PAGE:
The Propulsion Research Center has state-of-the-art facilities and diagnostic equipment for evaluating chemical propulsion related phenomena. The PRC has expertise in solid, liquid, and hybrid propulsion.
The PRC has experience in evaluating combustion for rocket engines. The primary high pressure rocket engine has windowed segments for in-chamber diagnostics. Diagnostic capabilities include Phase Doppler Particle Analysis, Chemilluminescence Imaging, High Speed Cinematography, Combustion Stability Assessment, and other laser-based techniques.
The UAHuntsville Propulsion Research Center’s Spray Facility provides a non-reactive environment for the study of liquid rocket and other types of injection devices.
The PRC has extensive experience in design and evaluation of liquid rocket engine injectors. The PRC has the ability to fabricate and evaluate concept infectors in-house.
The Propulsion Research Center has a hot fire rocket test facility for small scale liquid, gaseous, and solid rocket testing.
PRC offers cold flow testing of high and low speeds utilizing compressed airflow diagnostics.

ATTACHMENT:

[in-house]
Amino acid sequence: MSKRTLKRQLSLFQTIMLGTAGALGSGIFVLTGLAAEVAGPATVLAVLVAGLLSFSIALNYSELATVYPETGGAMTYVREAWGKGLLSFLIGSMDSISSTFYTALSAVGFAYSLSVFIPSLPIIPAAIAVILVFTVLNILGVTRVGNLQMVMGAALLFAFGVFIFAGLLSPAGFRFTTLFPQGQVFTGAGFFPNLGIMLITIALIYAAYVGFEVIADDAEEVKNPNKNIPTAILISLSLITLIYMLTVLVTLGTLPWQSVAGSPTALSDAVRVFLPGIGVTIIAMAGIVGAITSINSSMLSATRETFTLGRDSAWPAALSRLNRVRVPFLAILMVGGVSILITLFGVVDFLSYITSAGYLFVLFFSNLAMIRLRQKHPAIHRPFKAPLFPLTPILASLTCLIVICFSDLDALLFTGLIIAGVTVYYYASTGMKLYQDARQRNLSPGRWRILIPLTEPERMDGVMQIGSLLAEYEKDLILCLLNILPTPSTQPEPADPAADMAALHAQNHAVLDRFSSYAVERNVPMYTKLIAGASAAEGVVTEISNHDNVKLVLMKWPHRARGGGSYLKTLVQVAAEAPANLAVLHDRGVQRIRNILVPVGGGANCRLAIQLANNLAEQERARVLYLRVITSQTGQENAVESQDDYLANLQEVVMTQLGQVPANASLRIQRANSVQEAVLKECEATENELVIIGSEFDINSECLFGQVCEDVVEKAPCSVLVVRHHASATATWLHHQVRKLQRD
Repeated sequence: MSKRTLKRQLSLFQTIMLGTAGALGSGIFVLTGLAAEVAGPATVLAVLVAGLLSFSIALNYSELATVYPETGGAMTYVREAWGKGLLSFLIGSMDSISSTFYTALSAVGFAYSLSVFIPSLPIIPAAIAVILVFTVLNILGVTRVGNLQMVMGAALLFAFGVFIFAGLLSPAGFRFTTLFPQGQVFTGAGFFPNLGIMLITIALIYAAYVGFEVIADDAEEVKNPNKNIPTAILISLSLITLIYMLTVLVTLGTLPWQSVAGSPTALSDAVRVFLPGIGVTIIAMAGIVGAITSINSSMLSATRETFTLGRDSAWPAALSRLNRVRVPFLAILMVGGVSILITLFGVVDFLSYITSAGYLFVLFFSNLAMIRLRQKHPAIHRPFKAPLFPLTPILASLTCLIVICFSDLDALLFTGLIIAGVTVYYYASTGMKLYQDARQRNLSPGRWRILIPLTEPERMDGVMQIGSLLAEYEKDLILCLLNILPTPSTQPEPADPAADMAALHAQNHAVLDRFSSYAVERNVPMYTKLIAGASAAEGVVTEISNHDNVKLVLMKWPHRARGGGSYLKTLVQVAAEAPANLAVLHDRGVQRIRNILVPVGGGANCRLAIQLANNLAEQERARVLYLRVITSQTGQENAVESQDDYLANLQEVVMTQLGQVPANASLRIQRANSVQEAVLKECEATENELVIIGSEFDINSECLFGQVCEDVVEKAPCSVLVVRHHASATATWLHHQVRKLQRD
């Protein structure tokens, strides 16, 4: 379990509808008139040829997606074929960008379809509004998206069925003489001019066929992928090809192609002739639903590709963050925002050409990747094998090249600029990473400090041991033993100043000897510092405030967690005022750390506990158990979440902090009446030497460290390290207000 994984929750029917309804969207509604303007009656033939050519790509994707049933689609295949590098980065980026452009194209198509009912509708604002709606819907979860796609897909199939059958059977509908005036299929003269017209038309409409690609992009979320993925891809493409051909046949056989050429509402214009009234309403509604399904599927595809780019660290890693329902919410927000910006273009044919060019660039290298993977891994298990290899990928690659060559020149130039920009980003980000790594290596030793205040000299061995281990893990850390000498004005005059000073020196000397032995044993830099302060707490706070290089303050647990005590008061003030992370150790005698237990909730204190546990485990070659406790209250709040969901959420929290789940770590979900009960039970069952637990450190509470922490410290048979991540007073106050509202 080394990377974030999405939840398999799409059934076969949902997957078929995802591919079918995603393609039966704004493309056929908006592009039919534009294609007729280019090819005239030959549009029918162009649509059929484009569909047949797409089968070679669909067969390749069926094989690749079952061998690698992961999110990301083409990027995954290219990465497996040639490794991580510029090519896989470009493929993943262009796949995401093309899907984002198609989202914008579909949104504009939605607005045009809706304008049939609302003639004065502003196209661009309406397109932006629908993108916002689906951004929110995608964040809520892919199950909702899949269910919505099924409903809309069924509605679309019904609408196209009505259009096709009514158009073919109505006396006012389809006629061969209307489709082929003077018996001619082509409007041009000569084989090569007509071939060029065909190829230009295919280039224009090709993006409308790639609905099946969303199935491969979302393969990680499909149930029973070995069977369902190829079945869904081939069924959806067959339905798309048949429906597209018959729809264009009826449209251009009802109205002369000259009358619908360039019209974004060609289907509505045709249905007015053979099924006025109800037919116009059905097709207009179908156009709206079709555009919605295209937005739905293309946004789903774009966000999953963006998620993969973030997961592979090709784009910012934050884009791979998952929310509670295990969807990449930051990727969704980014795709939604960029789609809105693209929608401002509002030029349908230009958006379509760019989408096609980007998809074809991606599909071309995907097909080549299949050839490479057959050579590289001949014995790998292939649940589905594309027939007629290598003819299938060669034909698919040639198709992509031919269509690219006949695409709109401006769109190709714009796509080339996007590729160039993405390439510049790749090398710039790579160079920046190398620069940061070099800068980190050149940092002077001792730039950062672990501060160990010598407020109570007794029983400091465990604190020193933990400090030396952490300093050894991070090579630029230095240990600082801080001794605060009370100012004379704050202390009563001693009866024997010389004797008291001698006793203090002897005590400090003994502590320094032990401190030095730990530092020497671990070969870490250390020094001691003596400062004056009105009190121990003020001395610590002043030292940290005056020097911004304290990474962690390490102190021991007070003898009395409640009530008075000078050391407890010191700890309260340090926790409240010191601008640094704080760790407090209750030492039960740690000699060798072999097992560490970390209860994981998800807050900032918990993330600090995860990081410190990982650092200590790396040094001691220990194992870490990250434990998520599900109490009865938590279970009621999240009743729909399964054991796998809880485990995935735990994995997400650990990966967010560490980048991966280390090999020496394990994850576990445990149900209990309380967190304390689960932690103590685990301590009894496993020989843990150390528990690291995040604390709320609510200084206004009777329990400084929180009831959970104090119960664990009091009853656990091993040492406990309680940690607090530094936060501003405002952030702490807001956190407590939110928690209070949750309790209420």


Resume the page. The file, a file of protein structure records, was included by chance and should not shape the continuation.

The PRC has a cryogenic flow loop for testing components in a liquid nitrogen or liquid oxygen environment. Temperatures at -300° F can be achieved for flow rates up to 3lbm/s.
Burning rates for energetic materials can be determined using an ultrasonic measurement technique for small samples. The PRC can handle small quantities of materials up to Department of Energy 1.3 classification. Samples are tested in a closed combustion bomb, which can be thermally conditioned for temperature sensitivity and pressure dependencies on burning rate.
The Plasma Liner Experiment explores and demonstrates the feasibility of forming imploding spherical “plasma liners” that can reach peak pressures ~0.1 Mbar upon stagnation by the merging of ~30 to 60 plasma jets in a spherical configuration. We are conducting 3D simulations of this experiment with SPHC, a smooth particle hydrodynamics code to assist in diagnostic analysis and for development of scaling laws.
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